So, I’m late getting this posted, but it is still technically Wednesday. I’ve written and rewritten this at least four times. I think this one is as close to something I’m happy with as this is going to get. This series was one that I really enjoyed and I’m hoping to see more from Roberts in the future. This one is thanks to Curiosity Quills Press, here’s Richard Roberts’ Please Don’t Tell My Parents You Believe Her. Enjoy!

Please Dont Tell My Parents You Believe Her cover

As part of the Inscrutable Machine Penny Akk, Bad Penny, has faced heroes and villains and threats from the very moons of Jupiter. She’s faced enemies turned friends and friends turned enemies. But when she was ready to face the thing she feared the most, telling her parents about being Bad Penny, she found herself trapped in a robot body by her own power. With her friends away and her parents believing the fake Penny her powers built instead of her, Penny will have to find new allies and pull off the biggest heist of her whole career. Bad Penny is going to have to steal her own life back. A super villain’s work is never done.

As would be expected of the last book in a series that I really enjoyed, I have thoughts on Richard Roberts’ Please Don’t Tell My Parents You Believe Her. A number of them in fact. This is a book that was split between opening up the world it’s set in for later stories, giving the reader more on some of the side characters and how things work, and also tying up Penelope Akk’s story. That’s where I get a little bit frustrated.

Please Don’t Tell My Parents You Believe Her is the book it needs to be more than the book I would have hoped it would be. It’s the tie up novel. The place where Penny finally gets to shed Bad Penny for a chance to be a hero. But first she has to beat the most dangerous super villain she’s ever faced, herself. And yet, even with the stakes as high as they are for Penny, I found myself more interested in what was going on with Ampexia or Cassie or what was going on with the other Penny at the Akk household.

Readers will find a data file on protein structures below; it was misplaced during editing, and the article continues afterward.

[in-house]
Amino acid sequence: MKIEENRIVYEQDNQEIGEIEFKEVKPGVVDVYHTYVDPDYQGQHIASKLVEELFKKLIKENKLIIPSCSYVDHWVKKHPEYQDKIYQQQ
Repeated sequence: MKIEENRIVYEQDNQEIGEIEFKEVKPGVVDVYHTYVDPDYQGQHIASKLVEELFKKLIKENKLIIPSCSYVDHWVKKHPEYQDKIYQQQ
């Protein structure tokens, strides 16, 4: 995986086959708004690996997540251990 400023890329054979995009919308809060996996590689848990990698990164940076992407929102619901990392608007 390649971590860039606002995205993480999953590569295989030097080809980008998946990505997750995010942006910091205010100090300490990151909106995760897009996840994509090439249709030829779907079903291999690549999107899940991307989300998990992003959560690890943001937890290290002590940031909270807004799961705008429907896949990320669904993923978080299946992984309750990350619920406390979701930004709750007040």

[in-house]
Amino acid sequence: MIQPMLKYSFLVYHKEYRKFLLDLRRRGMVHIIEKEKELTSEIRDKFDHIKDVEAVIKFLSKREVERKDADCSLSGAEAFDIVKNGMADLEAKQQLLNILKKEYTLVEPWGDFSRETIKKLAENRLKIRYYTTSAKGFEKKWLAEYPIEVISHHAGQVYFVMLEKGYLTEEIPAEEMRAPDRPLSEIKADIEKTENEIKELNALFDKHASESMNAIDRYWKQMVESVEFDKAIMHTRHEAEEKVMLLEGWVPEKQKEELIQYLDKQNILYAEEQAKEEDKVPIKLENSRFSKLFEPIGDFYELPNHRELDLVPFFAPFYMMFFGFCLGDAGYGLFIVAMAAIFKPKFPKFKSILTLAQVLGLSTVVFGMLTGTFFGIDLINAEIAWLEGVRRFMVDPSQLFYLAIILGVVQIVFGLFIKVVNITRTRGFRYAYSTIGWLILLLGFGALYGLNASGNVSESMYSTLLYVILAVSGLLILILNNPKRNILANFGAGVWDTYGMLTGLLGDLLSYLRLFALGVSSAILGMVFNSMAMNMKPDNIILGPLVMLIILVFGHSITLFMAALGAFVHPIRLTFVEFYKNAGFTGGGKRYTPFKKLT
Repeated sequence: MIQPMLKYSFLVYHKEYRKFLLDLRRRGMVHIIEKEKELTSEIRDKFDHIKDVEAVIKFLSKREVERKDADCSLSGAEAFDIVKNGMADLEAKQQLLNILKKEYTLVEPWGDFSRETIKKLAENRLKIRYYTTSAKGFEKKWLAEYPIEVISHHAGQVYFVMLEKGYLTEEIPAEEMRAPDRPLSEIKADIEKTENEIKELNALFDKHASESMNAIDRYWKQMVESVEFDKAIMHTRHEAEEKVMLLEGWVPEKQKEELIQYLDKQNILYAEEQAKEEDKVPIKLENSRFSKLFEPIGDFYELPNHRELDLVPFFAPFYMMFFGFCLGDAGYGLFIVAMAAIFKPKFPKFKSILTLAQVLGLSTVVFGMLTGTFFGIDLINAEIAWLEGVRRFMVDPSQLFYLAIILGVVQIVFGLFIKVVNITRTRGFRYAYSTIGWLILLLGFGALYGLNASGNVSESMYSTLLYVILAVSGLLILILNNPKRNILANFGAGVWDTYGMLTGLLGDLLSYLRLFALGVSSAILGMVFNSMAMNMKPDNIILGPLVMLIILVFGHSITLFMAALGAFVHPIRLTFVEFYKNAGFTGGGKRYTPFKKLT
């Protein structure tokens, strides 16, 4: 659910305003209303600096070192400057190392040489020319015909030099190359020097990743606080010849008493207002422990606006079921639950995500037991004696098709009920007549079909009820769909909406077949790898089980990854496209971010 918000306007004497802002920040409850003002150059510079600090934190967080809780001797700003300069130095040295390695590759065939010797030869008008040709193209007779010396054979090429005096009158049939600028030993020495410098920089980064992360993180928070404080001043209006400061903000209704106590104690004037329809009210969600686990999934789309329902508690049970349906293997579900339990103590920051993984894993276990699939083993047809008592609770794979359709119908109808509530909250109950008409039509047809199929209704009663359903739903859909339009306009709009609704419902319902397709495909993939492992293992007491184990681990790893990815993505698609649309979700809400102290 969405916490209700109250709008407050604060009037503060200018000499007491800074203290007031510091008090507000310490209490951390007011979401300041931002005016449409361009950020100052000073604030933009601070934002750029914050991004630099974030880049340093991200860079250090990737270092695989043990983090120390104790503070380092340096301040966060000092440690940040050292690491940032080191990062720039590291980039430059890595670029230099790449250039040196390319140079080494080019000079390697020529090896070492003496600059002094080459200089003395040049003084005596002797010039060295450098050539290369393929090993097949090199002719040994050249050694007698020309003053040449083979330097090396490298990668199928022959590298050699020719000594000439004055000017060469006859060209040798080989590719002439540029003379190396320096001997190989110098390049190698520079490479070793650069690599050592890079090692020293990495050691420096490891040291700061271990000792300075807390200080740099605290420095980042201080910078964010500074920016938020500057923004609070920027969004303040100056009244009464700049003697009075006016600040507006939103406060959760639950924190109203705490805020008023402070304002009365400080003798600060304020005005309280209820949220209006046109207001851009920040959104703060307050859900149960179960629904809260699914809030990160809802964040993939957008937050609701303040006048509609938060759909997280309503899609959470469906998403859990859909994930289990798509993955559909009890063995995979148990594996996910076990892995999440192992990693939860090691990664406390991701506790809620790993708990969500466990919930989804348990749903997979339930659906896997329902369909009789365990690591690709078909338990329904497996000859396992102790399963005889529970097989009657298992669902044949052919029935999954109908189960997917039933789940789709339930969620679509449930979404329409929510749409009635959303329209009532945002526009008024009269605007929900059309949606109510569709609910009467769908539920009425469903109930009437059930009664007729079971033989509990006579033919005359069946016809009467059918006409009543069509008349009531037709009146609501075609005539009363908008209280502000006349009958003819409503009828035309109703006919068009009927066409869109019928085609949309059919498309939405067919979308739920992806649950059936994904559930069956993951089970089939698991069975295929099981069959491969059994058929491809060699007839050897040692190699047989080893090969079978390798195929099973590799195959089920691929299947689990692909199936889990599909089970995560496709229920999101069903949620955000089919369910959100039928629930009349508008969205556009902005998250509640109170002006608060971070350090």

That’s actually something that I would have really liked to have seen with how far the other Penny takes things. How did Penny’s parents react to that? We see the Audit reject Bad Penny early on because she defaults to believing the flesh and blood Penny over robotic Bad Penny. Never mind that the Machine stubbornly sticks to Bad Penny. This drove me up the walls, because it feels like it should have been a bigger thing all around. Like, we get the letters from super villain camp that Penny writes to cope with what’s going on but I wanted to see more of the parents being worried of if they made the right choice. Which is an odd stand out, because we see her friends trying to split time between the Pennys.

But then there’s all the support Penny gets early on from, mostly new, side characters who deal with robots. She gets to team up with the mascot from her childhood favorite pizza place, Gerty Goat. Ampexia shows back up as a team mate and makes for some really enjoyable scenes of Penny getting to know  her and learning to take a chill between bouts of villainy.

There’s a lot of early on heist stuff, since Penny’s lost most of her gear. Between that and the bits with other characters that feel like they could have been expanded, kind of makes me wish that this had been split between two books. One with Penny adjusting to her robot body and gathering her allies and a second with the heists and the build up to the big fight with other Penny. It could make the expansion of characters and the whole robot deal feel like it had more room to breath while also allowing more space for Penny to deal with and question her current state of being. But, I also say that as someone who enjoyed the series and would really like to read more of it.

That’s really where I come down on this I think. It was an enjoyable book and it tied up the series exactly the way the series needed to be tied up for character stuff. But it also leaves room for more stories and showed a lot of characters who’s stories I’m really interested in reading. It’s the book that it needed to be, but that also leaves me wanting more from this setting. So, Please Don’t Tell My Parents You Believe Her gets a four out of five from me. I’m going to go find the prequel.